(AUDIO Feature) Spokane Riverkeeper Bart Mihailovich talks about a new twist in our efforts to reign in a fiendish pollutant.
Our featured podcast this week is an interview with our Spokane Riverkeeper, Bart Mihailovich. Bart discusses his most recent contribution for the Huffington Post, which ran earlier this month.
Among the topics we discuss with Bart is a bizarre and ironic story that we first reported a couple years ago, involving PCBs and a local paper company, Inland Empire Paper, that discharges its waste water into the Spokane River.
But first we have to explain that PCBs are polychlorinated biphenyls, a variety of man-made, organic chemicals whose production has been banned in the U.S. for 32 years. A suspected carcinogen, PCBs are also implicated in a variety of other health effects at very low levels of exposure. PCBs are extremely persistent in the environment, which explains why they remain a serious pollution problem even though PCBs are no longer being manufactured.
Coming back to the Spokane story, it also turns out that PCBs are very persistent in the global markets. The irony in Inland Empire Paper’s story is that the company would not have a PCB problem had it simply ignored appeals from environmentalists twenty years ago to switch feedstocks. Rather than continue to harvest timber for its fibers, IEP switched to using recycled paper.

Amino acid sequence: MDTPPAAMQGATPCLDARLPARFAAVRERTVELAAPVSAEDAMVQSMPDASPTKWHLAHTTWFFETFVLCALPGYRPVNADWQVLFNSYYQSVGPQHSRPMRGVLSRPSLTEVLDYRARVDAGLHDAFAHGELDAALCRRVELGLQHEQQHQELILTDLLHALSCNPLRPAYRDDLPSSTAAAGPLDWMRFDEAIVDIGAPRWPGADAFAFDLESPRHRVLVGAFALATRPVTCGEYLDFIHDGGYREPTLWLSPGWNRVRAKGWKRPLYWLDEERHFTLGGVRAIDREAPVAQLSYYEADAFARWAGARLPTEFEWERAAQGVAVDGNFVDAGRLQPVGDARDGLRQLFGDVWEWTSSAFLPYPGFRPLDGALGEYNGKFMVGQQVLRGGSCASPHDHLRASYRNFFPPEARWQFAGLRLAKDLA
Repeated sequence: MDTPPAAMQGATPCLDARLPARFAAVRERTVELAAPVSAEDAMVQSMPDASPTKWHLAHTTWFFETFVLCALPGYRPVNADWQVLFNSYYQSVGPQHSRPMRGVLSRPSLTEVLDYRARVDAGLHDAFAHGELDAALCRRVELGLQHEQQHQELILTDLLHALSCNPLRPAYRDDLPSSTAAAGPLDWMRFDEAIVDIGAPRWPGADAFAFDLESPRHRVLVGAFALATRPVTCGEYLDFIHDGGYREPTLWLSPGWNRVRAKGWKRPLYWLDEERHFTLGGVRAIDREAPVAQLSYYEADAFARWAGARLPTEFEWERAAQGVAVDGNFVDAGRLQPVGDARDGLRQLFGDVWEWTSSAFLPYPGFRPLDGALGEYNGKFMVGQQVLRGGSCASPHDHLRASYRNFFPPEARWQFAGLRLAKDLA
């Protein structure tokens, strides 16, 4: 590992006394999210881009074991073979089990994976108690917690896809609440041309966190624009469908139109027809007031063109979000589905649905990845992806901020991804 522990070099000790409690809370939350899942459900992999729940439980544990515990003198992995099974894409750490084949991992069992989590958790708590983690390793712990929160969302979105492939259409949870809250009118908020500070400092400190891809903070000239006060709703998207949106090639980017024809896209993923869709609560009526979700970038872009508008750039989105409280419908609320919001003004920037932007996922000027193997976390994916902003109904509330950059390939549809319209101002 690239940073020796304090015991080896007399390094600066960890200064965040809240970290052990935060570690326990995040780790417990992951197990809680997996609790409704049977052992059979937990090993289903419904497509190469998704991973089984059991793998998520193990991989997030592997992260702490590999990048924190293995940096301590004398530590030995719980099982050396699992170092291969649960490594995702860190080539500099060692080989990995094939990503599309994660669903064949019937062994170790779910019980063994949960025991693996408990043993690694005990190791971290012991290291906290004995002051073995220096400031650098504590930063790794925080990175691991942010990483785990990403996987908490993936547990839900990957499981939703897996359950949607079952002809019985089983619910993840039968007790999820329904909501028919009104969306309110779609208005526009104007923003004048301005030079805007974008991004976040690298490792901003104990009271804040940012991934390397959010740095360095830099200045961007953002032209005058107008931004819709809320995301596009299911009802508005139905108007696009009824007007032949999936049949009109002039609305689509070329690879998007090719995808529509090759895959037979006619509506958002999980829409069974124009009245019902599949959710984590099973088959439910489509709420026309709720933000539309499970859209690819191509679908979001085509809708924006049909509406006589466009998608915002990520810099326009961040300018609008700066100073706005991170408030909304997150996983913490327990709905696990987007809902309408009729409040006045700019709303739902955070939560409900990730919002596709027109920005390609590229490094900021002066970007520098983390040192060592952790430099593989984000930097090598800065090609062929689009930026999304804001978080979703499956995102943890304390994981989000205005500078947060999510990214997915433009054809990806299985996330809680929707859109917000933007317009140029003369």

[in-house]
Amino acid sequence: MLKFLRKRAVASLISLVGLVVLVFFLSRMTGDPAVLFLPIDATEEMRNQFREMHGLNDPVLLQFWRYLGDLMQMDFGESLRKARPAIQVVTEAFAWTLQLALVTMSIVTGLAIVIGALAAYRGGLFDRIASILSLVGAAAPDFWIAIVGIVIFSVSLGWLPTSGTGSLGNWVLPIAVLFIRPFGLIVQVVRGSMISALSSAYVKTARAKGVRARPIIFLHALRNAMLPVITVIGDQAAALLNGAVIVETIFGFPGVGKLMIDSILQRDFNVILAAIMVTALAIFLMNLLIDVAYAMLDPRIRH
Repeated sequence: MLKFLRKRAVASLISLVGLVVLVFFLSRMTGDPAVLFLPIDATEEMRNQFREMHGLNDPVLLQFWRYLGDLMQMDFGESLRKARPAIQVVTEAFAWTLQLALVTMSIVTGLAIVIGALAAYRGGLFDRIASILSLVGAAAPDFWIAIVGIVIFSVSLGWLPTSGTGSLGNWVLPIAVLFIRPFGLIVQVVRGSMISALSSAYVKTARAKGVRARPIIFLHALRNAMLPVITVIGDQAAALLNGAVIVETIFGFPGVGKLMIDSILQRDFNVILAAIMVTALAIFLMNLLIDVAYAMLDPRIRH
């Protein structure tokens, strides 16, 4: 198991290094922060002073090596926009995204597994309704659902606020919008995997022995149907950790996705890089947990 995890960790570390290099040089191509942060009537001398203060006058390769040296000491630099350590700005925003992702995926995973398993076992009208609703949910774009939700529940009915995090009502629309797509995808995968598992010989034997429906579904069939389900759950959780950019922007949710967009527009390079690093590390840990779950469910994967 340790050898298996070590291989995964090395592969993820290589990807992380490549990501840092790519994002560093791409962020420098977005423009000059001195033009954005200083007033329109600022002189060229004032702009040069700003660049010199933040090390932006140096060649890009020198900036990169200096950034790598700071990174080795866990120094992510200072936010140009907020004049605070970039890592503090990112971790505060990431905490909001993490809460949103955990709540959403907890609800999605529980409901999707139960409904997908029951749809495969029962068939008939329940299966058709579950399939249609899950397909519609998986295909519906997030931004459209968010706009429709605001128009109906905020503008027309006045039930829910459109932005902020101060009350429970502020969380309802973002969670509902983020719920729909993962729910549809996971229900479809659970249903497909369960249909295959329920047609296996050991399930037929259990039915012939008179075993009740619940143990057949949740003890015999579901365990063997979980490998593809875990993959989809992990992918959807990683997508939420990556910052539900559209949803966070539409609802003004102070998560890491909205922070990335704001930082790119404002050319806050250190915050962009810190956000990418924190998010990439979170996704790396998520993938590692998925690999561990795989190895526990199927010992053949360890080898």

It is the ink on that recycled paper—including inks impregnated with PCBs—that lead to low levels of PCBs in the company’s waste water. It may not be a classic case of no good deed going unpunished, but it does beg the question.
In any event, the dilemma has led to the Spokane Riverkeeper, IEP, the Lands Council and the state Department of Ecology working together. The objective, as Bart explains in this interview and in his recent Huffington Post article, is to persuade the U.S. Environmental Protection Agency (EPA) to bring its standards under the Toxic Substances Control Act (TSCA) into alignment with the much stricter state and federal standards promulgated under the Clean Water Act. A tightening of TSCA standards would (we hope) prohibit the importation of inks containing PCBs and therefore help remove PCBs from the recycled paper feedstock that IEP relies upon for its fiber.